3). He apparently believes that "tolerance" means agreeing with him, as in the Catholic Church must do as he wishes because, well, that is what he wants. And what he wants is for homosexuals to be able to force the Catholic Church to provide them with children, even though there is plenty of evidence that homosexuals are far more prone to violence, abuse, instability, depression, and suicide.  How rational and caring is it to place children in homes where they are far more likely to be exposed to such problems? Of course, asking such a question is not only embarrassingly unenlightened, it dares to question the monolithic outlook of Grayling and Co., which simply cannot be allowed. 
4). He doesn't appear to understand that the Catholic Church (along with other Christian bodies) makes a clear distinction between the dignity and value of every person, and the moral value of that person's actions.  Instead, he assumes that a moral judgment about an action is a wholesale condemnation of the person, and he concludes that this is "horrible and unjustified, unkind and ignorant." As opposed to saying that anyone and everyone who is a Christian is intolerant and irrational, regardless of whether or not they actually are those things.
We return, then, to Grayling's understanding of tolerance. He writes, in a comment on the Insight Scoop blog:
I sorrow for my fellow human beings who languished under so long an oppression, and as you see, join with fellow humanists and secularists to save us from being dragged back into its shadows. We say to you: be free to believe what you like, but do not impose it on those of us who do not agree with you. That is our message; for then we can live in peace, you with your private beliefs in the private sphere, the public domain a neutral space where we can all meet as human beings, and respect one another on merit, not because of labels.Which is simply the schoolyard bully saying, with a thin smile, "I'll leave you alone. Don't worry. Just give me your lunch money everyday and don't tell anyone about it and we'll get along just fine." Notice that the belief that the Catholic Church should be able to control its own affairs, especially when it comes to the well being of those in her care, is to be private.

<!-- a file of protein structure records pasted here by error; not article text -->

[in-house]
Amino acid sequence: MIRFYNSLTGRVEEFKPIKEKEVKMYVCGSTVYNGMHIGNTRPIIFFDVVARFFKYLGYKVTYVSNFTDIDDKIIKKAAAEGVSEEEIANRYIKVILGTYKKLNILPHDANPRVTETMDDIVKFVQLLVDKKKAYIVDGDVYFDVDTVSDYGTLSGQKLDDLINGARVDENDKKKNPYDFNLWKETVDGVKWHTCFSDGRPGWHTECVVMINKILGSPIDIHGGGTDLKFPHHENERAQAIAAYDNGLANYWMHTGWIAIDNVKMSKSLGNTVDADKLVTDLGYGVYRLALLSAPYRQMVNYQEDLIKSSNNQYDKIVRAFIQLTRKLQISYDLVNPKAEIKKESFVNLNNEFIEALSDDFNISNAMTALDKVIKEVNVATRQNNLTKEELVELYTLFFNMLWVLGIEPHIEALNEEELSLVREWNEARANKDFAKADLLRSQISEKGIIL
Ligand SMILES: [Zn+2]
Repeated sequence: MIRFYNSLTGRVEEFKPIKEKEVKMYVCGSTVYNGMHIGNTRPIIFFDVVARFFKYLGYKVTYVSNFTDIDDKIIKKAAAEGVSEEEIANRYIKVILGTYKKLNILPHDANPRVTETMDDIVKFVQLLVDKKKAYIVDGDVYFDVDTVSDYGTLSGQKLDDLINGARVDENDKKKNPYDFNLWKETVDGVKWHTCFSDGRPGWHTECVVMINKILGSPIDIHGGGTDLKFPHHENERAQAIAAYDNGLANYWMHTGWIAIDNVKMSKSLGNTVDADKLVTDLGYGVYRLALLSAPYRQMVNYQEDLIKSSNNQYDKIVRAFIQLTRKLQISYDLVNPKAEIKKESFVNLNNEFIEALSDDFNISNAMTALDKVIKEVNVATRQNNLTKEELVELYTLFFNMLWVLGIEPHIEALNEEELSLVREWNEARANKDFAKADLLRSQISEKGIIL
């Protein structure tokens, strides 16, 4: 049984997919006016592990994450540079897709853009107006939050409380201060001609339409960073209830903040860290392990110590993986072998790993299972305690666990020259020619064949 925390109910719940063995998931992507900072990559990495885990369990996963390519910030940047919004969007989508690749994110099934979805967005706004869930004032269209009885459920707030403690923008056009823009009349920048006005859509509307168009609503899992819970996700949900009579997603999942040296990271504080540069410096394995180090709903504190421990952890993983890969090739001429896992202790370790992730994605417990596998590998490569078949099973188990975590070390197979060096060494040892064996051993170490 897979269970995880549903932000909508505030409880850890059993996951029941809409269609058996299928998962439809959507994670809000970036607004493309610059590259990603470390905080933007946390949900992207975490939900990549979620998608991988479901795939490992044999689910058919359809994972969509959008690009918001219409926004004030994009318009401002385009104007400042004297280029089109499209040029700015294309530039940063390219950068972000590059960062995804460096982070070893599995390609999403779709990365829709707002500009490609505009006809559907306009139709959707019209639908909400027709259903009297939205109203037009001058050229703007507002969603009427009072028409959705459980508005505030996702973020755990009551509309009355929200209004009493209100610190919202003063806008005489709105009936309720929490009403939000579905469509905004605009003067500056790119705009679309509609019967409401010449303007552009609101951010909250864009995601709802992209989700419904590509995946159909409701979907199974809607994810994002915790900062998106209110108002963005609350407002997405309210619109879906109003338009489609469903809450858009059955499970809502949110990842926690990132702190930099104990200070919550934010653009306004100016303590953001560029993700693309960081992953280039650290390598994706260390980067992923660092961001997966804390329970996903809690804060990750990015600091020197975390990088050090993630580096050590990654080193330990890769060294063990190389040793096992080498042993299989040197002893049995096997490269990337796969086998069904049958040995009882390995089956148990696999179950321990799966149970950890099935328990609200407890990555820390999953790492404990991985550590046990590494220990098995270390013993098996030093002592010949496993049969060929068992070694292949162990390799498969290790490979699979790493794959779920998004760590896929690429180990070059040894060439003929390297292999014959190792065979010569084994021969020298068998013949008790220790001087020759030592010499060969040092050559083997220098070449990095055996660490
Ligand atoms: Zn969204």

Why? Because the secularist believes that is best. Why? Because the tolerant and open-minded secularist knows that sharing the public square would give religion implicit credibility; it would be a tacit admission that Christianity might have public value. And so he demands that religion must remain a private matter only, simply because that is his public belief, hoisted, however precariously, upon a platform of new "rights" that cancel out longstanding, traditional rights. So, instead of a place where ideas can be debated, the public square becomes, by default, the property of the secularist, who calls upon the state to enforce his "reasonable" and "tolerant" views upon everyone else.
This way of thinking has been described well by a man quite familiar with the ideologies and pathologies of the past century: